Research conducted at the Florida campus of the Scripps Research Institute has discovered links between a set of genes known to promote tumor growth and mucoepidermoid carcinoma, an oral cancer that affects the salivary glands. The discovery could help physicians develop new treatments that target the cancer's underlying genetic causes.
NIH/National Cancer Institute, PGA National WCAD Cancer Research Fellowship, Ruth L. Kirschstein National Research Service Award, Margaret Q. Landerberger Research Foundation, Swiss National Foundation Postdoctoral Fellowship

Contact: Eric Sauter
esauter@scripps.edu
267-337-3859
Scripps Research Institute

Public Release: 28-Jul-2014
Cancer
Unhealthy habits more than double risk of metabolic syndrome in childhood cancer survivors
A St. Jude Children's Research Hospital study found that 73 percent of adult survivors of childhood cancer more than doubled their risk of developing metabolic syndrome and related health problems by failing to follow a heart-healthy lifestyle.
NIH/National Cancer Institute, ALSAC

Contact: Summer Freeman
summer.freeman@stjude.org
901-595-3061
St. Jude Children's Research Hospital

Public Release: 28-Jul-2014
Wyss Institute's technology translation engine launches 'Organs-on-Chips' company
The Wyss Institute for Biologically Inspired Engineering at Harvard University today announced that its human 'Organs-on-Chips' technology will be commercialized by a newly formed private company to accelerate development of pharmaceutical, chemical, cosmetic, and personalized medicine products.
Harvard's Wyss Institute, National Institutes of Health, Defense Advanced Research Projects Agency, Food and Drug Administration

Contact: Mary Tolikas
mary.tolikas@wyss.harvard.edu
Wyss Institute for Biologically Inspired Engineering at Harvard

Public Release: 28-Jul-2014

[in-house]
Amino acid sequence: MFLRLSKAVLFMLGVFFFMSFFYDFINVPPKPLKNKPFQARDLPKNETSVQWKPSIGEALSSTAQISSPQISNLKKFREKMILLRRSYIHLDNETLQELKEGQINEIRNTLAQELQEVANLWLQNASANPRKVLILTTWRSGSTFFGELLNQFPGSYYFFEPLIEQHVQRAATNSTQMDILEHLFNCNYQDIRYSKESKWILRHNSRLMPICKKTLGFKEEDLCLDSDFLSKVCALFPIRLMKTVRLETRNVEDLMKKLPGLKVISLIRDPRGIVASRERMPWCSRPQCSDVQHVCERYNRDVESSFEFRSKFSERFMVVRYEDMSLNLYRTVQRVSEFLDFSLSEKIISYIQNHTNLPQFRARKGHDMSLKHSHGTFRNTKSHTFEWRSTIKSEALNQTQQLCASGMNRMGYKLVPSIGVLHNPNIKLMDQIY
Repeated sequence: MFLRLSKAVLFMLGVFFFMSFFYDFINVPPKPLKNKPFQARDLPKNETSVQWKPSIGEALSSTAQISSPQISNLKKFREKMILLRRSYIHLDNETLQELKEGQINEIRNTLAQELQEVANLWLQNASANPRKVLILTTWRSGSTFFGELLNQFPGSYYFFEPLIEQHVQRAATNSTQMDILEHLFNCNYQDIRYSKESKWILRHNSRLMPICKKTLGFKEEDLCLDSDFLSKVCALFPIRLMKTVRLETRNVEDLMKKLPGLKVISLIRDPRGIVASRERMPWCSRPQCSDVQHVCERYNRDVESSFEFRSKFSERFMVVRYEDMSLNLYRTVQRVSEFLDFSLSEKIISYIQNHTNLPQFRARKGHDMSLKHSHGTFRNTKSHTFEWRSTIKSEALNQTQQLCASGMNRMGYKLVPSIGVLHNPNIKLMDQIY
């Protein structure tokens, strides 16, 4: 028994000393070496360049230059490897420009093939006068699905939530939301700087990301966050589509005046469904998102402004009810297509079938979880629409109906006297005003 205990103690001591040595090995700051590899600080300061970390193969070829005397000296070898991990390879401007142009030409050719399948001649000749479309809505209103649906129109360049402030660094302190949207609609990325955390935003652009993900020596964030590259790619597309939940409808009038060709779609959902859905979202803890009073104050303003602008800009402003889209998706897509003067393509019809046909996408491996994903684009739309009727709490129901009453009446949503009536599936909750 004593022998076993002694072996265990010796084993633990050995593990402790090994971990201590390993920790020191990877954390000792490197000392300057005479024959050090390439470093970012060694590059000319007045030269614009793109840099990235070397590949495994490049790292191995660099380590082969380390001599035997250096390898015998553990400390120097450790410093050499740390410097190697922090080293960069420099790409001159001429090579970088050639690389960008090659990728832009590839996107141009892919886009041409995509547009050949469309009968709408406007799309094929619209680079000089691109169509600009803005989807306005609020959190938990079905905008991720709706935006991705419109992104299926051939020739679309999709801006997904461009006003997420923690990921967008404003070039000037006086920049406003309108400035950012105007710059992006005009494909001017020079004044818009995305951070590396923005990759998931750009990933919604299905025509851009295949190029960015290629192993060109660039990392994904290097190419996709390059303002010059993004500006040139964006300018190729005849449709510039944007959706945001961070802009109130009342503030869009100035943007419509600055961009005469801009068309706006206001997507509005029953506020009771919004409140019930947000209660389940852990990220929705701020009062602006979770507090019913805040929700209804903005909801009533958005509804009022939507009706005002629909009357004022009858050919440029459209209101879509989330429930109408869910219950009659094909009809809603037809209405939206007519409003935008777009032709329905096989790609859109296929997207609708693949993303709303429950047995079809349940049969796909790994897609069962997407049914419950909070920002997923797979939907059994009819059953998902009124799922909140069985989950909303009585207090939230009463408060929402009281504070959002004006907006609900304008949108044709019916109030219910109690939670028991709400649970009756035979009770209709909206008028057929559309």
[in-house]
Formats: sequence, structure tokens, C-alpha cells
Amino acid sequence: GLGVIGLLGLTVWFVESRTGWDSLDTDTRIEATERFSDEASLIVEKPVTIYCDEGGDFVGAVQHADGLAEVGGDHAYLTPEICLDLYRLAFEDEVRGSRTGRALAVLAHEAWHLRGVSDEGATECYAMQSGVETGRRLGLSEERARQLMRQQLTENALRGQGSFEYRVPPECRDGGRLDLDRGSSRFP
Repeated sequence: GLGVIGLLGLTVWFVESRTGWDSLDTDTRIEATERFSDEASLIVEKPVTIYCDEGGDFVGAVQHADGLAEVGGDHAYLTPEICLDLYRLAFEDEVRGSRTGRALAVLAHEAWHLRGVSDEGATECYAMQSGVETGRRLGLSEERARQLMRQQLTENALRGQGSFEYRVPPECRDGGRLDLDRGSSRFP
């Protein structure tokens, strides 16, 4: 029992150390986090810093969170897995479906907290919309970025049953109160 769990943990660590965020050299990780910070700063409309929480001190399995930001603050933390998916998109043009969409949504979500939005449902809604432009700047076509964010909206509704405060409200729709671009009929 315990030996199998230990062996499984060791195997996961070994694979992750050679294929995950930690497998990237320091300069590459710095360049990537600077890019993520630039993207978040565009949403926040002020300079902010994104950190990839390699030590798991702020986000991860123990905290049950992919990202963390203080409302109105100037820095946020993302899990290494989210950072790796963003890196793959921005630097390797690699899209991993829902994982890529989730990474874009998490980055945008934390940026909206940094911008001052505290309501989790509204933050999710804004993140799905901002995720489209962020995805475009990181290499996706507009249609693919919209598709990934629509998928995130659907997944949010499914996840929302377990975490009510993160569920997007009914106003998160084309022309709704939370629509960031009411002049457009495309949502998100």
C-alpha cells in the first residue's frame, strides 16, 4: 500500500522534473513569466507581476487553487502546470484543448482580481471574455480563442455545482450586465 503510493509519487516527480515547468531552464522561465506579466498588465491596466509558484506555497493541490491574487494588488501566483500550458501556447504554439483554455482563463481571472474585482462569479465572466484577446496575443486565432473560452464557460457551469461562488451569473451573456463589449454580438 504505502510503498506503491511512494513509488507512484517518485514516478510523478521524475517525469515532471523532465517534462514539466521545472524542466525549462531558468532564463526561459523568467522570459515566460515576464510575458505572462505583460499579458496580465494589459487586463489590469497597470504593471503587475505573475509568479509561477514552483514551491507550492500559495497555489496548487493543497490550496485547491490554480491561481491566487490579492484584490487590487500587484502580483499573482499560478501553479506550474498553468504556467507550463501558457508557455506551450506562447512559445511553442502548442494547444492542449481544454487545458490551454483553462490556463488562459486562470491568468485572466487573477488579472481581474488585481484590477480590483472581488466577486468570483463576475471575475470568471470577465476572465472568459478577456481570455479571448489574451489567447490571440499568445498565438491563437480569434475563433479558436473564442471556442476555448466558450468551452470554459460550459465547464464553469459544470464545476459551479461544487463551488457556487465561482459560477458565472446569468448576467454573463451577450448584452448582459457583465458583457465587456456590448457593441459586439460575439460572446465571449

Perspectives on Psychological Science
Motivation explains disconnect between testing and real-life functioning for seniors
A psychology researcher at North Carolina State University is proposing a new theory to explain why older adults show declining cognitive ability with age, but don't necessarily show declines in the workplace or daily life. One key appears to be how motivated older adults are to maintain focus on cognitive tasks.
NIH/National Institute on Aging

Contact: Matt Shipman
matt_shipman@ncsu.edu
919-515-6386
North Carolina State University

Public Release: 28-Jul-2014
Proceedings of the National Academy of Sciences
Cell's recycling center implicated in division decisions
Most cells do not divide unless there is enough oxygen present to support their offspring, but certain cancer cells and other cell types circumvent this rule. Researchers at The Johns Hopkins University have now identified a mechanism that overrides the cells' warning signals, enabling cancers to continue to divide even without a robust blood supply. In the process, the researchers found that lysosomes -- the cell's protein 'recycling centers' -- help govern cell division decisions.
NIH/National Cancer Institute, American Cancer Society

Contact: Catherine Kolf
ckolf@jhmi.edu
443-440-1929
Johns Hopkins Medicine

Public Release: 28-Jul-2014
JAMA Internal Medicine
Dementia patients more likely to get implanted pacemakers, says Pitt study
People with dementia are more likely to get implanted pacemakers for heart rhythm irregularities, such as atrial fibrillation, than people who don't have cognitive difficulties, according to researchers at the University of Pittsburgh School of Medicine. In a research letter published online in JAMA Internal Medicine, the researchers noted the finding runs counter to expectations that less aggressive interventions are the norm for patients with the incurable and disabling illness.
Agency for Healthcare Research and Quality, National Institutes of Health, NIH/National Institute on Aging